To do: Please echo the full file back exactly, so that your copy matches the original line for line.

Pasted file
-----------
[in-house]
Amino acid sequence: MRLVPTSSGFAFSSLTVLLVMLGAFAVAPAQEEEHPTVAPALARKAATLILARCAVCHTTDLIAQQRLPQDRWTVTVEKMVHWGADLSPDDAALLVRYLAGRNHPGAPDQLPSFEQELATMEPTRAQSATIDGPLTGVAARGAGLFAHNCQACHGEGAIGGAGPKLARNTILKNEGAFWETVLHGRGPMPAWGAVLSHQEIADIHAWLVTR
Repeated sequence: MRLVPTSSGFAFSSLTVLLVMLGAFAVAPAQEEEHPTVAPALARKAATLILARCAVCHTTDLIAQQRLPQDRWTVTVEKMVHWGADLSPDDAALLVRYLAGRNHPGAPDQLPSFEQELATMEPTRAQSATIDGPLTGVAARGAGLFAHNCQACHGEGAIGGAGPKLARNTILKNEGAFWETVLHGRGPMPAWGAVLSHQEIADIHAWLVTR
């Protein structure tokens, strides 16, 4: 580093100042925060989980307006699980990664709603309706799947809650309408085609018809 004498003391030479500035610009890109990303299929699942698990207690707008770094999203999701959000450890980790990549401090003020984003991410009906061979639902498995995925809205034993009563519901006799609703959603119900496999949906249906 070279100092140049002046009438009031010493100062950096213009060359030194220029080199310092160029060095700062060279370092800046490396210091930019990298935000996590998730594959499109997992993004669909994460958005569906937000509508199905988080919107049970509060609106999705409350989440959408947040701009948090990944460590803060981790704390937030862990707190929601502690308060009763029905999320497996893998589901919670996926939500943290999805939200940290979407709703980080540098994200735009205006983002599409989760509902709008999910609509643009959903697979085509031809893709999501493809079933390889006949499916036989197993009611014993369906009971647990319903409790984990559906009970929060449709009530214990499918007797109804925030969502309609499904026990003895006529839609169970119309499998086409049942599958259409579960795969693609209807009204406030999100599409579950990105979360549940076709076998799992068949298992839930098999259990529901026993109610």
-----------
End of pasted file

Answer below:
[in-house]
Amino acid sequence: MRLVPTSSGFAFSSLTVLLVMLGAFAVAPAQEEEHPTVAPALARKAATLILARCAVCHTTDLIAQQRLPQDRWTVTVEKMVHWGADLSPDDAALLVRYLAGRNHPGAPDQLPSFEQELATMEPTRAQSATIDGPLTGVAARGAGLFAHNCQACHGEGAIGGAGPKLARNTILKNEGAFWETVLHGRGPMPAWGAVLSHQEIADIHAWLVTR
Repeated sequence: MRLVPTSSGFAFSSLTVLLVMLGAFAVAPAQEEEHPTVAPALARKAATLILARCAVCHTTDLIAQQRLPQDRWTVTVEKMVHWGADLSPDDAALLVRYLAGRNHPGAPDQLPSFEQELATMEPTRAQSATIDGPLTGVAARGAGLFAHNCQACHGEGAIGGAGPKLARNTILKNEGAFWETVLHGRGPMPAWGAVLSHQEIADIHAWLVTR
């Protein structure tokens, strides 16, 4: 580093100042925060989980307006699980990664709603309706799947809650309408085609018809 004498003391030479500035610009890109990303299929699942698990207690707008770094999203999701959000450890980790990549401090003020984003991410009906061979639902498995995925809205034993009563519901006799609703959603119900496999949906249906 070279100092140049002046009438009031010493100062950096213009060359030194220029080199310092160029060095700062060279370092800046490396210091930019990298935000996590998730594959499109997992993004669909994460958005569906937000509508199905988080919107049970509060609106999705409350989440959408947040701009948090990944460590803060981790704390937030862990707190929601502690308060009763029905999320497996893998589901919670996926939500943290999805939200940290979407709703980080540098994200735009205006983002599409989760509902709008999910609509643009959903697979085509031809893709999501493809079933390889006949499916036989197993009611014993369906009971647990319903409790984990559906009970929060449709009530214990499918007797109804925030969502309609499904026990003895006529839609169970119309499998086409049942599958259409579960795969693609209807009204406030999100599409579950990105979360549940076709076998799992068949298992839930098999259990529901026993109610």